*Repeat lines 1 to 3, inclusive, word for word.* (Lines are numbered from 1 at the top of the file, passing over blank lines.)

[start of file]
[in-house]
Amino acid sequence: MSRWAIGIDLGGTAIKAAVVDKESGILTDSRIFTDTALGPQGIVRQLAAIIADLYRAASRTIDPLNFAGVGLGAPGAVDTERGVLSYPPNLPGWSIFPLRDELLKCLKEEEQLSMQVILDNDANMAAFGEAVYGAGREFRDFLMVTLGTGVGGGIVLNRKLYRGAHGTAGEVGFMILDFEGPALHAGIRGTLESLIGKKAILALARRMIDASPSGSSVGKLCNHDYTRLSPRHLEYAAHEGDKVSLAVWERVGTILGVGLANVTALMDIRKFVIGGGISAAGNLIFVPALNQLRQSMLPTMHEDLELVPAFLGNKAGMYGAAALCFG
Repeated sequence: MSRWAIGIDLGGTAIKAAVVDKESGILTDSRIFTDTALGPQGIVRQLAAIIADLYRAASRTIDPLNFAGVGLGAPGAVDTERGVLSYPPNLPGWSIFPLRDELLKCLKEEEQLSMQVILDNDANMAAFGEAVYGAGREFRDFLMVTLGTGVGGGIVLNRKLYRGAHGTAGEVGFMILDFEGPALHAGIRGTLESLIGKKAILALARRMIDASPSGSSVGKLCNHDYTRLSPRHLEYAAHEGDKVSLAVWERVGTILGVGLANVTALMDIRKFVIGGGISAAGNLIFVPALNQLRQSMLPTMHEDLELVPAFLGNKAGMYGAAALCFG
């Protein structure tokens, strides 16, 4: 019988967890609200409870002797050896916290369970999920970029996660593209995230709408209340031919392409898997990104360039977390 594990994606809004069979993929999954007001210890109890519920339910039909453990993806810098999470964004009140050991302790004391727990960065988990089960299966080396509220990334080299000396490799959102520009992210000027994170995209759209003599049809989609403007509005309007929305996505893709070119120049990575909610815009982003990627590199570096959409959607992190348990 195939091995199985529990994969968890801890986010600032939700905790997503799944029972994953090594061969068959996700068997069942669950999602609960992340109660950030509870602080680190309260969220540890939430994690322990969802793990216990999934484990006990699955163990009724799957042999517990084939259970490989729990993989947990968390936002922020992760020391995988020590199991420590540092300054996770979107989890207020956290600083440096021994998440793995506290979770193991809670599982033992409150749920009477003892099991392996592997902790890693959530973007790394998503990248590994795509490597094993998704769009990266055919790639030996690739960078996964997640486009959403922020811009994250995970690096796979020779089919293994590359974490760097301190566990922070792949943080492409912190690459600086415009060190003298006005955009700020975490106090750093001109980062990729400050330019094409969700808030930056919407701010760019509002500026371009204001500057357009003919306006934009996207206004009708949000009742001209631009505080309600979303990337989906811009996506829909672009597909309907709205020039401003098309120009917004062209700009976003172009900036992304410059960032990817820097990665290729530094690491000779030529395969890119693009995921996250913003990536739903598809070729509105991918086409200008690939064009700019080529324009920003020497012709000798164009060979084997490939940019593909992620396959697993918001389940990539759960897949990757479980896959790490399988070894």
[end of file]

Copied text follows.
[in-house]
Amino acid sequence: MSRWAIGIDLGGTAIKAAVVDKESGILTDSRIFTDTALGPQGIVRQLAAIIADLYRAASRTIDPLNFAGVGLGAPGAVDTERGVLSYPPNLPGWSIFPLRDELLKCLKEEEQLSMQVILDNDANMAAFGEAVYGAGREFRDFLMVTLGTGVGGGIVLNRKLYRGAHGTAGEVGFMILDFEGPALHAGIRGTLESLIGKKAILALARRMIDASPSGSSVGKLCNHDYTRLSPRHLEYAAHEGDKVSLAVWERVGTILGVGLANVTALMDIRKFVIGGGISAAGNLIFVPALNQLRQSMLPTMHEDLELVPAFLGNKAGMYGAAALCFG
Repeated sequence: MSRWAIGIDLGGTAIKAAVVDKESGILTDSRIFTDTALGPQGIVRQLAAIIADLYRAASRTIDPLNFAGVGLGAPGAVDTERGVLSYPPNLPGWSIFPLRDELLKCLKEEEQLSMQVILDNDANMAAFGEAVYGAGREFRDFLMVTLGTGVGGGIVLNRKLYRGAHGTAGEVGFMILDFEGPALHAGIRGTLESLIGKKAILALARRMIDASPSGSSVGKLCNHDYTRLSPRHLEYAAHEGDKVSLAVWERVGTILGVGLANVTALMDIRKFVIGGGISAAGNLIFVPALNQLRQSMLPTMHEDLELVPAFLGNKAGMYGAAALCFG